Making Print a Tactile Experience
How often do you pick up a printed piece and interact with it? I honestly think that an extremely large majority of people would say almost never. On a daily basis I feel the only type of experience a person encounters with print is taking a quick glimpse at the main bolded text or stock art picture and then tossing it in the recycling bin.
With Internet, smart phones, television, the Kindle and other countless products, how can you blame someone for disregarding print? This presents a challenge for printers and designers to think outside the box and use technology to compete with the new media.
This fall at RIT, I was elected as Production Manager for this year’s TAGA (Technical Association of Graphic Arts) Journal. The student-run club in the school of Print Media puts together a technical journal to be presented at the yearly TAGA conference. The organization maintains the industry's best permanent set of technical papers and abstracts on graphic arts systems and more traditional areas of press, ink and paper engineering applications.
The goal of this year’s journal was to break out of the traditional “tasteless reading experience” and, through the convergence of creativity and technology in printing, take the reader by surprise. The creation of the “ultimate tactile experience” journal began from the outside, proving that there is a lot more to it than just the text within.
Cover: Almost similar to a “VHS” sleeve, we decided to incorporate a die-cut cover to complement the design of the book and offer an aesthetic feel. The book’s size is portable and comfortable to hold.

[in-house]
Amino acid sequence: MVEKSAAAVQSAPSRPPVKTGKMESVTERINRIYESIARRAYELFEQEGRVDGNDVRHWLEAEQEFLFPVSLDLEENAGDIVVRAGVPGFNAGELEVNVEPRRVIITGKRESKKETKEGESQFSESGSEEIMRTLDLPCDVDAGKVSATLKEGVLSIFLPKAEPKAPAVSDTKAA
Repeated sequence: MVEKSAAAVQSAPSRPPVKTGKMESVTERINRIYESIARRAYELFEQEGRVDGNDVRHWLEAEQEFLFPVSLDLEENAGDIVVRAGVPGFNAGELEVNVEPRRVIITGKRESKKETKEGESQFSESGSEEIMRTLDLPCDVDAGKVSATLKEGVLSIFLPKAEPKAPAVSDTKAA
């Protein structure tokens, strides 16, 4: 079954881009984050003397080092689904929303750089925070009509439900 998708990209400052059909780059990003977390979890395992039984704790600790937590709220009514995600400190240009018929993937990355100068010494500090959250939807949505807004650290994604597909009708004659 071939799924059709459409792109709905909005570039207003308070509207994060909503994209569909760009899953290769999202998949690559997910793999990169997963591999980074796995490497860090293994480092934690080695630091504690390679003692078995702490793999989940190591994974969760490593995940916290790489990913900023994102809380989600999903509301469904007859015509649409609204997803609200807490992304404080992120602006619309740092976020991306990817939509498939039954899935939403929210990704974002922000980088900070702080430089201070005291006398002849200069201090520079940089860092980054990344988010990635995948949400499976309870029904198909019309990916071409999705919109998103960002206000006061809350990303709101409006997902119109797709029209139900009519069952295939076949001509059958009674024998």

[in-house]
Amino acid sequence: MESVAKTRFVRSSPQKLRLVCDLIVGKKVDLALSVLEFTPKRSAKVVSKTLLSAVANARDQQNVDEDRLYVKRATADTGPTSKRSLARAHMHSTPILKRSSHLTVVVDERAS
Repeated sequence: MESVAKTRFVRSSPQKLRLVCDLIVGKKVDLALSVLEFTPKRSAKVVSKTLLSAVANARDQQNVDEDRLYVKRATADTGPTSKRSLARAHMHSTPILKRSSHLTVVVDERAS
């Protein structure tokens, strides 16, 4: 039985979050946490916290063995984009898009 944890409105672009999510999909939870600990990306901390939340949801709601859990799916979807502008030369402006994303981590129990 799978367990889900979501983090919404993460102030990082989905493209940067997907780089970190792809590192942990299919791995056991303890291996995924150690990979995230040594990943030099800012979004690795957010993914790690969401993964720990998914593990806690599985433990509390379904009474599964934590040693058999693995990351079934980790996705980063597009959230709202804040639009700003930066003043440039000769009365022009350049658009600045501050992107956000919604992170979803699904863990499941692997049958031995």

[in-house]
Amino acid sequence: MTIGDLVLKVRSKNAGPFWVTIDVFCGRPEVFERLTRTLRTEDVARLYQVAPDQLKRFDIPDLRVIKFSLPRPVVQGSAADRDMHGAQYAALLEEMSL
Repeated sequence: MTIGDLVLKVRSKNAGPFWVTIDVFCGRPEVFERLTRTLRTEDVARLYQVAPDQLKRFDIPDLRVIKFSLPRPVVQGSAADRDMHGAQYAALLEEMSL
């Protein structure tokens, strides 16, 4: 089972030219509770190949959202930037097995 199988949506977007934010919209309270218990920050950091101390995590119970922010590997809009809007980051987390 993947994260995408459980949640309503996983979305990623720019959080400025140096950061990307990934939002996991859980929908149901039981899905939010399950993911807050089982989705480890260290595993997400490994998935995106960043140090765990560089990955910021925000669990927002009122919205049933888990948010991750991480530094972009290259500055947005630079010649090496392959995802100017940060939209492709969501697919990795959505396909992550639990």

Dimensional Printing: The incorporation of Dimensional clear coating was extremely crucial to fulfilling the desired level of interaction. To test the results of Dimensional printing, two test-runs were completed on the Kodak NexPress S3000. The runs included test targets designed to observe thickness and overprinting by varying coverage values, as well as resolution by varying line widths.
Right from the start, the Dimensional coating on the cover allows the reader to interact and actually feel the patterns of the design. From there on, the inside cover, QR Codes, chapter titles, graphs and pictures all incorporate the clear coating to offer a complete tactile feel.
QR Code: QR-codes are 2D tags containing data that can be read by many cellular phone models with a camera and freely available software. To offer the reader a further and unique experience to cross media, the technical papers and select sections of the journal were tagged with QR-codes that linked directly to supplementary online content.
Fore-edge Design: The fore-edge of the text block is extremely unique and something that leaves the reader saying “wow”! It can be fanned out to create the illusion of a printed image on the face of the book. The production process to achieve this effect took many trials and, once finally completed, made the book truly one of a kind.
VDP: The journal incorporated variable data printing in the inside cover stating the specific book of the overall quantity produced as well as a personalized name of the individual whom we presented the book to for continued support.
This year’s conference was hosted in San Diego and we competed against schools around the world and the United States. We ended up winning best design and production. As Production Manager, this project forced me to think outside the box and help incorporate industry-leading technology to make this printed piece really stand out. I feel if more printed pieces incorporated some of these elements, then not only will companies receive the higher response rate that they are looking for but more people will begin to take notice and interest in print.